Legends of airpower honored at 2024 Gathering of Eagles event

  • Published
  • By Robert Dantzler
  • Air University Public Affairs

The Air Command and Staff College elective, Gathering of Eagles, is set to host its annual capstone event at Maxwell Air Force Base, Alabama, May 7-10, 2024.

Students who enrolled in the GOE elective course spent months researching and writing a book about the careers and contribution of airpower legends who served the warfighter in numerous ways, referred to as Eagles in the program.

As part of their research, the students travel to meet with each Eagle for face-to-face interviews.
Maj. Molly Sexton, a student in the course, described part her visit with Dr. Natalie Crawford, “She’s done all these amazing things career-wise. She’s changed the face of weapons. She’s changed the face of survivability. She’s changed the airplanes that we fly, and by no means am I downplaying those, but what I didn’t expect to find is that the person is even more amazing than the accomplishments on paper.”

The students have the opportunity to learn valuable leadership skills and life lessons directly from individuals that paved the way for students and future warfighters. On top of these once in a lifetime experiences, they also engaged with the local River Region community through outreach events and interaction with K-12 students about careers in STEM fields.

“I loved the fact that they were taking the kids of the Montgomery and Prattville public school system and raising money to give them an experience that they may not get from anyone else,” said Maj. Carly Molzer, a student in the course. “To see a potential future, whether it’s air, space, cyber, any of those camps that they get to go to through the provided support from the course.”

The Gathering of Eagles program was created as a result of an invitation in 1980 to have retired Brig. Gen. Paul Tibbets, a former ACSC student and pilot of the Enola Gay, come to ACSC to share his experiences with faculty and students at the school. Over time the elective has developed into a robust program with a wider scope and footprint in the local community and in the lives of those at Air University, realized fully through the annual capstone event.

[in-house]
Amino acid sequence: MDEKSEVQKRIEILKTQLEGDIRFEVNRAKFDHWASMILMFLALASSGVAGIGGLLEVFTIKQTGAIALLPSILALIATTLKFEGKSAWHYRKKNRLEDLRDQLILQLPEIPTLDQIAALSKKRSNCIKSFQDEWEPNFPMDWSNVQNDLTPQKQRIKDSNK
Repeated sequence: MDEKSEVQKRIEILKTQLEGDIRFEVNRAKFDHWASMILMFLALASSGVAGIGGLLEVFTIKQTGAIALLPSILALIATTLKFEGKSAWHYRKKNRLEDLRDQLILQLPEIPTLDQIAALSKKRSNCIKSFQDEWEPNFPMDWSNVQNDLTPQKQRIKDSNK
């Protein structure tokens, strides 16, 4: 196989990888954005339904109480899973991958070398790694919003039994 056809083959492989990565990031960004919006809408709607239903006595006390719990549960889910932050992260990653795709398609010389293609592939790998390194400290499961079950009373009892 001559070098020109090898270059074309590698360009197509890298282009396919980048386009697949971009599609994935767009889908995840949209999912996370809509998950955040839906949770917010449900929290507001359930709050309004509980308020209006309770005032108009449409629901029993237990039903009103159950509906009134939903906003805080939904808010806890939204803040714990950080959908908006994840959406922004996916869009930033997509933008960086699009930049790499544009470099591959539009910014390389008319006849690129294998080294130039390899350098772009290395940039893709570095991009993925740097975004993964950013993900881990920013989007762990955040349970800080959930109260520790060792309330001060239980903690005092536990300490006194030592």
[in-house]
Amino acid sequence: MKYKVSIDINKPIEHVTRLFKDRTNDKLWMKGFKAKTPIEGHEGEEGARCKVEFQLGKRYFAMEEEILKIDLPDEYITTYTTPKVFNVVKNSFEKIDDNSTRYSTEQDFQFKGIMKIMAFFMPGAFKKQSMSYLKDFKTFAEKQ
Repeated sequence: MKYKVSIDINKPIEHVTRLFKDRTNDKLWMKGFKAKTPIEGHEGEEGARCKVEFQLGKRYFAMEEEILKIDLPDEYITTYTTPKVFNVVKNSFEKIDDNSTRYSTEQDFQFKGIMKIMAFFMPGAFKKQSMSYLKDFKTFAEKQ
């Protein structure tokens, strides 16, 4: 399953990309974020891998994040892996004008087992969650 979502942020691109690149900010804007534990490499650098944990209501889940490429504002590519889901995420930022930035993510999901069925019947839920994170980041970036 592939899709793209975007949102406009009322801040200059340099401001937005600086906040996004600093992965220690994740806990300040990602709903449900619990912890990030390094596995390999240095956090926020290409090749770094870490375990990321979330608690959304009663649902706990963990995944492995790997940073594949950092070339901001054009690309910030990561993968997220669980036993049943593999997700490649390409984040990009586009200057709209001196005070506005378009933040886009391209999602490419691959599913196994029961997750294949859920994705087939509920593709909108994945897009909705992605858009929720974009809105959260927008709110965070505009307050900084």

The 2024 Eagles:

Retired Gen. Jeffrey Harrigian
Retired Gen. Jeffrey Harrigian was selected as an Eagle for his significant contributions to airpower and air combat. Prior to his retirement, he was the commander of United States Air Forces in Europe and Air Forces Africa from May 2020 to June 2022. He concurrently served as the commander of Allied Air Command and director of the Joint Air Power Competence Center. He is a command pilot with more than 4,100 hours in the F-22, F-15C, A/OA-37 and MQ-1 and was instrumental in the development of the F-22 and F-35. He is a combat tested veteran who was involved in Operations Just Cause, Iraqi Freedom, Inherent Resolve, Atlantic Resolve, and Allies Refuge. Gen. Harrigian was flying combat missions while he was the AFCENT Commander and was instrumental in strengthening NATO’s Eastern Front during Russia’s incursion into Ukraine.

Retired Col. James Harvey III
Retired Col. James Harvey III was selected as an Eagle for his outstanding contributions to airpower. Col. Harvey overcame adversity to attain his dream of flying. He was the winner of the military’s first Worldwide Gunnery Meet and the first African American fighter pilot to fly in Korean airspace. While serving in the Korean War, he led an element of four F-80s in close support to a bomber mission under adverse weather to attack and inflict heavy damage on enemy troops. Col. Harvey is one of the last living Tuskegee Airmen and has received numerous medals, including the Distinguished Flying Cross.

Dr. Natalie Crawford